His attorneys and the US Securities and Exchange Commission are scheduled to appear before US District Judge Alison Nathan
Elon Musk's messy Twitter habit will get a once-over on Thursday when a federal court weighs whether the controversial Tesla chief executive should be held in contempt of court.
His attorneys and the US Securities and Exchange Commission are scheduled to appear before US District Judge Alison Nathan, who will hear arguments on the agency's request to crack down on Musk for allegedly violating the terms of a settlement Nathan approved in October.
Musk's removal as CEO is not seen as a very likely result of the latest fight, although a finding of contempt could make such an outcome more likely down the road, analysts said.
Tesla's press office did not respond to queries on whether Musk would attend the hearing.
The October agreement required Musk to step down as chairman and pay $20 million to settle charges he defrauded investors with false claims on Twitter in August about a possible go-private transaction that was quickly aborted.
Tesla was also fined $20 million.
Good luck in court April 4th. As a shareholder I agree your tweet was not material and the SEC is being completely unreasonable. Their restrictions would prevent you from keeping us updated on news at Tesla. Thanks for making such a great car and caring— Tony (@tonyggir) March 26, 2019
The settlement, which allowed Musk to remain as CEO, required the CEO and other senior officers to obtain pre-approval from Tesla counsel before making written communications "that contain, or reasonably could contain, information material to Tesla or its stockholders."
The hearing is the latest event in Musk's running battle with the SEC, which he derided on Twitter as the "Shortseller Enrichment Commission" on October 4, days after the SEC settlement was signed but before it was finalized in court.
Musk also blasted the agency in a December "60 Minutes" interview where he acknowledged his tweets were not being reviewed.
"I guess we might make some mistakes. Who knows?" Musk said. "Nobody's perfect."
"I want to be clear. I do not respect the SEC," he said. "I do not respect them."
The agency took action after Musk tweeted on February 19 that Tesla would make 500,000 cars in 2019 -- up from the 400,000 that the company had estimated until then, an apparent increase on a benchmark tied to profitability.
Musk corrected himself four hours later, saying that Tesla would indeed produce about 400,000 cars this year: "Meant to say annualized production rate at end of 2019 probably around 500k."
Six days later, the SEC asked Nathan to hold Musk in contempt for violating the settlement, arguing that Musk had not made "a diligent or good-faith effort" to honor the commitment to seek review for a statement that could be "material," or consequential to investors.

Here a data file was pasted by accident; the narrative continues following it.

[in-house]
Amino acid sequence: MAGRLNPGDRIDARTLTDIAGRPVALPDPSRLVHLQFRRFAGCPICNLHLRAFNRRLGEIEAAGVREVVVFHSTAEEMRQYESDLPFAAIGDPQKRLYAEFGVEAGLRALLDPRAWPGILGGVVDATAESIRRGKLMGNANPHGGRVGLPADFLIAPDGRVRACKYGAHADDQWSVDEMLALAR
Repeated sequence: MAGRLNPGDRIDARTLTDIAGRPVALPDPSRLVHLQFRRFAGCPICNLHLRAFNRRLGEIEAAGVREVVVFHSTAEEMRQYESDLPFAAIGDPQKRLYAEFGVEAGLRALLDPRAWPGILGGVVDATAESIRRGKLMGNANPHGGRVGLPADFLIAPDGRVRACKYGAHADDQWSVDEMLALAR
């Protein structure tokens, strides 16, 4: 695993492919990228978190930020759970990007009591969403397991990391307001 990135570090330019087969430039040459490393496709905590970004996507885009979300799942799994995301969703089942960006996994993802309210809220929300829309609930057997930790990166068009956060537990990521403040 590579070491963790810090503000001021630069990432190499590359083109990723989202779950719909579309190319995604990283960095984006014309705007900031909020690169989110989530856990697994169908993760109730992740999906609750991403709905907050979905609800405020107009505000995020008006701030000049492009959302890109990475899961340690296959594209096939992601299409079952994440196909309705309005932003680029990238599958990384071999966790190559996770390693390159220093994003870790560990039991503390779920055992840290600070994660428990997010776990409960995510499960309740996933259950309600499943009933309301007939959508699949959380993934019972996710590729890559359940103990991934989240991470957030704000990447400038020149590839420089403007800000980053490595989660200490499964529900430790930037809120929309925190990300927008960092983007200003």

Musk "once again published inaccurate and material information about Tesla to his over 24 million Twitter followers, including members of the press, and made this inaccurate information available to anyone with Internet access," the agency said.
In response, Musk's lawyers argued that the production figures were not material and that Musk had shown "diligence" in following the order, cutting his average monthly Tesla-related tweets "nearly in half."
Musk's attorneys also accused the SEC of an "unconstitutional power grab" that flouted Musk's free speech rights and "smacks of retaliation and censorship" over the executive's remarks on "60 Minutes."
Erik Gordon, a professor at the Ross School of Business at the University of Michigan who has also taught at its law school, expects Musk's arguments on freedom of speech to be discounted because they concern remarks that were governed by the settlement Musk and Tesla signed.
Gordon said the argument on whether the tweet was material may be taken more seriously, although Tesla production figures are closely watched by investors.
He said the court could impose a sanction short of the CEO's removal but that a contempt finding could be used later to oust him if Musk continues to act out.
The "60 Minutes" interview feeds the image of Musk as a "guy who habitually displays contempt for authority" and undermines claims that he has been careful and diligent in trying to follow the settlement, Gordon said.
CFRA Research analyst Garrett Nelson said additional fines and social media restrictions were the most likely outcome of the current battle but that a possibility of more severe punishment had weighed on shares.
Analysts note Musk also owns a large stake in Tesla, which would likely make him a presence in the company even if he were barred as CEO.
"If he did get removed as CEO, he'd probably get some type of creative director job at Tesla because making or thinking of cool things is what he's very good at," said Morningstar analyst David Whiston.
"Then you have a tricky governance problem because the former CEO... is still there, probably telling people what to do, and he owns over 20% of the company," Whiston added in an email.
"I wouldn't want to be the new CEO in that situation."